I appreciated Badkhen's willingness to name names, even when it's uncomplimentary. One soldier, tearing open bags of flour, basically wrecking someone's house, is a microcosm of all our failures there - I'm sure he didn't appreciate seeing his name in the newspaper or in this book. But like she quotes a battalion commander, after he read one of Badkhen's often-critical stories, "It happened."
Her knowledge of US military equipment and nomenclature is also very good. I'm a veteran myself, so I had a fair amount of familiarity with the various gear and vehicles. Badkhen had to learn all these finer details - and she clearly did. I didn't notice any mistakes or exaggerations.
Some of her stories are taken directly from her previous newspaper reporting, and this book now provides additional context.
One "flaw" with her recent "This World is a Carpet" is that it covers a fairly 'boring' year in the lives of her Afghan subjects. In the case of "Peace Meals," the essay structure means she doesn't stay with her subjects beyond one chapter, and I wanted longer versions of some of them. But, "Peace Meals" sprawls from Russia to Afghanistan to the Gaza Strip to Iraq, and it's probably necessary to trade the finer details to get that vast scope.
She closes each chapter with a series of related recipes - thus, the 'peace meals' of the title. I thought this was a fun idea, though it wasn't something I paid much attention to.
It's always interesting to read accounts where I shared some of the experience. Obviously, most readers won't have that connection.
But thanks to my connection, I can speak to her credibility and accuracy - everything she reports and writes (at least as far as Iraq) speaks to my own memories. It amazed me, actually, how similar it all was - the dust, the raids, the cynical soldiers. One name she mentions - Joshua Kynoch - died in Bayji, in 2005. Kynoch's name was on the concrete t-wall memorial I saw there in 2007, by then a name joined by many others.
The most telling feature of Badkhen's writing is her objectiveness to her experiences in the Middle East. She is a reporter first, a storyteller second. Unlike most reporter-authors, however, Badkhen is still able to bridge this gap and tell us a compelling story full of drama and tension. If anything, I prefer her detached, matter-of-fact objectiveness compared to Ciezadlo's flowery, memoir-like prose: she doesn't need to spice up her stories by making them more important than they really are, preferring to let raw emotion shine through in the simplest of terms. I am not sure whether to attribute this to her reporter background or her Soviet upbringing, but based on her language you would never guess that English is her adopted language. Even when she is on the scene of the 2002 Nord Ost hostage crisis in her home country, she remains objective, focusing on the reactions of the locals and less on her own reactions.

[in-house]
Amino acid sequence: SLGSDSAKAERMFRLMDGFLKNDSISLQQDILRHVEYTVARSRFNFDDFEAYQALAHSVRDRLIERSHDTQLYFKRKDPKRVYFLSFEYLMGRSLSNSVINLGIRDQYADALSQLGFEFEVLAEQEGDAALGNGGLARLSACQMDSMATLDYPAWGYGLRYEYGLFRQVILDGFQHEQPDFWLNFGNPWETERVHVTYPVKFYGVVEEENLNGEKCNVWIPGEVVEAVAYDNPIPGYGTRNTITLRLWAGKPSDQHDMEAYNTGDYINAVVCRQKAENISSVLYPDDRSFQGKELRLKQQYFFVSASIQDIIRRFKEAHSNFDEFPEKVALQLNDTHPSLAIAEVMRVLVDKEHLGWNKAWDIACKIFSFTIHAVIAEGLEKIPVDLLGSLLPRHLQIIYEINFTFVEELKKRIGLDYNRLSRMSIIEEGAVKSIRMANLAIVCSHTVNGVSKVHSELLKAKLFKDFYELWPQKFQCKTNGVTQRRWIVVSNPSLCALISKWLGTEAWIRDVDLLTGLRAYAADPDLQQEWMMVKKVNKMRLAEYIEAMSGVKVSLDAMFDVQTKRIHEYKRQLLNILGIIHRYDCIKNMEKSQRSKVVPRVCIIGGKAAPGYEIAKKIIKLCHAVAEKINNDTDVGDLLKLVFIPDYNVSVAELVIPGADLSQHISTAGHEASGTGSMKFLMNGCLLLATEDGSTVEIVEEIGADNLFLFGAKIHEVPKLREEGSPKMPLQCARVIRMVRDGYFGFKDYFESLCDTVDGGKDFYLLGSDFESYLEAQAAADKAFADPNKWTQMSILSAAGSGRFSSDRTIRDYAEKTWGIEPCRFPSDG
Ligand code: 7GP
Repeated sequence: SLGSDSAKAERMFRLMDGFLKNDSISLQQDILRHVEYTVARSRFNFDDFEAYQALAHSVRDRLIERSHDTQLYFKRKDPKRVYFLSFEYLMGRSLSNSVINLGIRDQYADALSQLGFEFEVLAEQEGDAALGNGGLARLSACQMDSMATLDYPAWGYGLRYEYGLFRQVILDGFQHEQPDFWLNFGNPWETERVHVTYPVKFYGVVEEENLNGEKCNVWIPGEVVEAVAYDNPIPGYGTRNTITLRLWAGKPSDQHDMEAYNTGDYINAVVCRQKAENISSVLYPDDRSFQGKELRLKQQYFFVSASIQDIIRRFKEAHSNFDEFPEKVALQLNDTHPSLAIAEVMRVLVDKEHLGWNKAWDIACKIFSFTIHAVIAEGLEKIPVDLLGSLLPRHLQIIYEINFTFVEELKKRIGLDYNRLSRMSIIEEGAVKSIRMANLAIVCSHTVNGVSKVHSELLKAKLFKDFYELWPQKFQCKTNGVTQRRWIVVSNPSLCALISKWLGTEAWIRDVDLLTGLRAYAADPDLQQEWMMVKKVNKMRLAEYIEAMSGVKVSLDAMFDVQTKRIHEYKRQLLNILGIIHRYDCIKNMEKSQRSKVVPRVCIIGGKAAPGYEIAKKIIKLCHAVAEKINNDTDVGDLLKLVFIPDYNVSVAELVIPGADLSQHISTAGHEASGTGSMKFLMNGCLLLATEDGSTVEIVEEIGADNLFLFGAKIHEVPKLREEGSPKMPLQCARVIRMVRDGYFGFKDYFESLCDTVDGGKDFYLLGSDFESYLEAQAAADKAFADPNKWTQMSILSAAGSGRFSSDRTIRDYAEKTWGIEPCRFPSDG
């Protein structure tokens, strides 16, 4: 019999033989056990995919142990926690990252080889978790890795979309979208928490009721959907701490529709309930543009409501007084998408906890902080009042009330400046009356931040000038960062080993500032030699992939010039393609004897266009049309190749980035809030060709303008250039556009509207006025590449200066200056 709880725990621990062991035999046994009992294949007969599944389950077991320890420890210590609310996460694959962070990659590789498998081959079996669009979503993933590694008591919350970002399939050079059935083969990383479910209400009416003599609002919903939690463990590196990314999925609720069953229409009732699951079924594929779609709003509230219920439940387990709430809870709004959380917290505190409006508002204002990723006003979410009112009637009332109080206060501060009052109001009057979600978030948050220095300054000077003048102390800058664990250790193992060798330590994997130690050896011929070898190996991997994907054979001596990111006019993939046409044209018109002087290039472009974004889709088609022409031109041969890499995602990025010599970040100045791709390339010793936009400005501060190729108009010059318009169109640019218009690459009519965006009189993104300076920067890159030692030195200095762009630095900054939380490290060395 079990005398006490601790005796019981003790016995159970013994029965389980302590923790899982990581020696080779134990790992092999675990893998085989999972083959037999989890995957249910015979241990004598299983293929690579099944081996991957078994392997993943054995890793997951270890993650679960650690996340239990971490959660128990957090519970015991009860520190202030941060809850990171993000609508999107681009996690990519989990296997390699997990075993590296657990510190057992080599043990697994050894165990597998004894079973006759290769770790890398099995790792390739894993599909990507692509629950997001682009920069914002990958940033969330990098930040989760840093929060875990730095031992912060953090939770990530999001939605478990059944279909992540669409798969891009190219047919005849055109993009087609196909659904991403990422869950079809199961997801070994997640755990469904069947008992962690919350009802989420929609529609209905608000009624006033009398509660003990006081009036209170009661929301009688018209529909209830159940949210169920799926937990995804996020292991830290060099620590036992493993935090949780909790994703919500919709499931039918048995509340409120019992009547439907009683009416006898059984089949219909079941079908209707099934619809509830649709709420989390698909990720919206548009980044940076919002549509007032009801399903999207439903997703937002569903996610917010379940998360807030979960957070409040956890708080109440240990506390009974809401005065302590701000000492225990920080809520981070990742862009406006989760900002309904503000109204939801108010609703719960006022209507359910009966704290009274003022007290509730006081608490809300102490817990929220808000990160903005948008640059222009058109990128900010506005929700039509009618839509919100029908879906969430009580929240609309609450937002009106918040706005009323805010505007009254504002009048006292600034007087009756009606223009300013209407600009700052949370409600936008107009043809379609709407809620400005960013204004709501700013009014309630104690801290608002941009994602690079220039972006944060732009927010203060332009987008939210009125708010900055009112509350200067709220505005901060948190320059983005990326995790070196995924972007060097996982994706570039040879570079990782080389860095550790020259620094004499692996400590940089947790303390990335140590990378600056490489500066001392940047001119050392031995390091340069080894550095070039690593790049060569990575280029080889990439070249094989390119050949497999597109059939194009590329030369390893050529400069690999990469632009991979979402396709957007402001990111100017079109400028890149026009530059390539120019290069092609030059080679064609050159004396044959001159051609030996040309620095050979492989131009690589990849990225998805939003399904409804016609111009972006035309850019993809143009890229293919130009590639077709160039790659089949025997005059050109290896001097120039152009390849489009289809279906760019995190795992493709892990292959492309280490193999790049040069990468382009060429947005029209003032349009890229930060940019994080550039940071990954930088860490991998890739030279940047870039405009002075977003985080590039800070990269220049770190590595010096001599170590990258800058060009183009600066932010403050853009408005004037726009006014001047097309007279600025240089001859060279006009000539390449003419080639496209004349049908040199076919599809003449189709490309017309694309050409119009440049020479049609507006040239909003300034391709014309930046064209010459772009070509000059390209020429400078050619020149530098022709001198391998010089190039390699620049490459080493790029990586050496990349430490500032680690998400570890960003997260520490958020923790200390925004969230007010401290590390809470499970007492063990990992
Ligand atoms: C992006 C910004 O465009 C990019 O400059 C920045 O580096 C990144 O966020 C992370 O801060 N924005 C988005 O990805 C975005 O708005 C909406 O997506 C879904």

This does become a problem, however, when she tries to give real-life characters depth and personality. Badkhen can paint a scene of squalor and destitution better than most authors, and her details on the surrounding world make it much more vivid, but when it comes to giving life to the people who inhabit these worlds, we are left with characters who get lost in the background. You may remember particular character attributes, but it is the overall impression of their environment that sticks with the reader. For example, there is a section where Badkhen travels to the Gaza Strip to experience "real" mansaf and she is met with a procession of mourners who carry the casket of a Palestinian martyr who was shot by Israeli forces. The names get lost in the fray, and what the reader is left with is a snapshot of the world that does a better job of evoking emotion from the reader than any character's background story could. Badkhen may have fond memories of the people she has met across the Middle East, but we as readers are not given that same impression.